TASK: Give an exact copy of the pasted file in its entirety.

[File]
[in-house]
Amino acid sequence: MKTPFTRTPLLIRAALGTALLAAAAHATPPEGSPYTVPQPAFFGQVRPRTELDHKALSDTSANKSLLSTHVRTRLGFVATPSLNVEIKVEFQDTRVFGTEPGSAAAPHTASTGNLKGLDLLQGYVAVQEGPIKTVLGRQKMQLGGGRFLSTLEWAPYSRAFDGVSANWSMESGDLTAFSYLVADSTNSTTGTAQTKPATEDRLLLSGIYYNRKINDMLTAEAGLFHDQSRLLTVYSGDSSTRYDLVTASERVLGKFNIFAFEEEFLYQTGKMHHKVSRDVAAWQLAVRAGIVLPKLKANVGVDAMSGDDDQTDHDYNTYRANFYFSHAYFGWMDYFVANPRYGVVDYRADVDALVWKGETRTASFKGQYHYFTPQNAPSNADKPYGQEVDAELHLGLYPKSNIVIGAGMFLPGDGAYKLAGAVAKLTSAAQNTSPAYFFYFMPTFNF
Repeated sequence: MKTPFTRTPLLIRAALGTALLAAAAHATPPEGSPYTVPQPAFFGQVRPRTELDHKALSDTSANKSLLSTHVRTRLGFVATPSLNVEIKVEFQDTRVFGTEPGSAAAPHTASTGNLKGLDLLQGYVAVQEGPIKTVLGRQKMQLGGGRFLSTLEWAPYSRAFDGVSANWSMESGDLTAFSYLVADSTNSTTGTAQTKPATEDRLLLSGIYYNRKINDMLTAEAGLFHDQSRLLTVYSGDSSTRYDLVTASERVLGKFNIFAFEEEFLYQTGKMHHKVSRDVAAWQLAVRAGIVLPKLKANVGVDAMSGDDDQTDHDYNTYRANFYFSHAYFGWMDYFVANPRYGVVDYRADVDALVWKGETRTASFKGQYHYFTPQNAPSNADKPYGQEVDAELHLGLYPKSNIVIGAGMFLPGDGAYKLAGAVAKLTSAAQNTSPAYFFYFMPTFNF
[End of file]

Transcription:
[in-house]
Amino acid sequence: MKTPFTRTPLLIRAALGTALLAAAAHATPPEGSPYTVPQPAFFGQVRPRTELDHKALSDTSANKSLLSTHVRTRLGFVATPSLNVEIKVEFQDTRVFGTEPGSAAAPHTASTGNLKGLDLLQGYVAVQEGPIKTVLGRQKMQLGGGRFLSTLEWAPYSRAFDGVSANWSMESGDLTAFSYLVADSTNSTTGTAQTKPATEDRLLLSGIYYNRKINDMLTAEAGLFHDQSRLLTVYSGDSSTRYDLVTASERVLGKFNIFAFEEEFLYQTGKMHHKVSRDVAAWQLAVRAGIVLPKLKANVGVDAMSGDDDQTDHDYNTYRANFYFSHAYFGWMDYFVANPRYGVVDYRADVDALVWKGETRTASFKGQYHYFTPQNAPSNADKPYGQEVDAELHLGLYPKSNIVIGAGMFLPGDGAYKLAGAVAKLTSAAQNTSPAYFFYFMPTFNF
Repeated sequence: MKTPFTRTPLLIRAALGTALLAAAAHATPPEGSPYTVPQPAFFGQVRPRTELDHKALSDTSANKSLLSTHVRTRLGFVATPSLNVEIKVEFQDTRVFGTEPGSAAAPHTASTGNLKGLDLLQGYVAVQEGPIKTVLGRQKMQLGGGRFLSTLEWAPYSRAFDGVSANWSMESGDLTAFSYLVADSTNSTTGTAQTKPATEDRLLLSGIYYNRKINDMLTAEAGLFHDQSRLLTVYSGDSSTRYDLVTASERVLGKFNIFAFEEEFLYQTGKMHHKVSRDVAAWQLAVRAGIVLPKLKANVGVDAMSGDDDQTDHDYNTYRANFYFSHAYFGWMDYFVANPRYGVVDYRADVDALVWKGETRTASFKGQYHYFTPQNAPSNADKPYGQEVDAELHLGLYPKSNIVIGAGMFLPGDGAYKLAGAVAKLTSAAQNTSPAYFFYFMPTFNF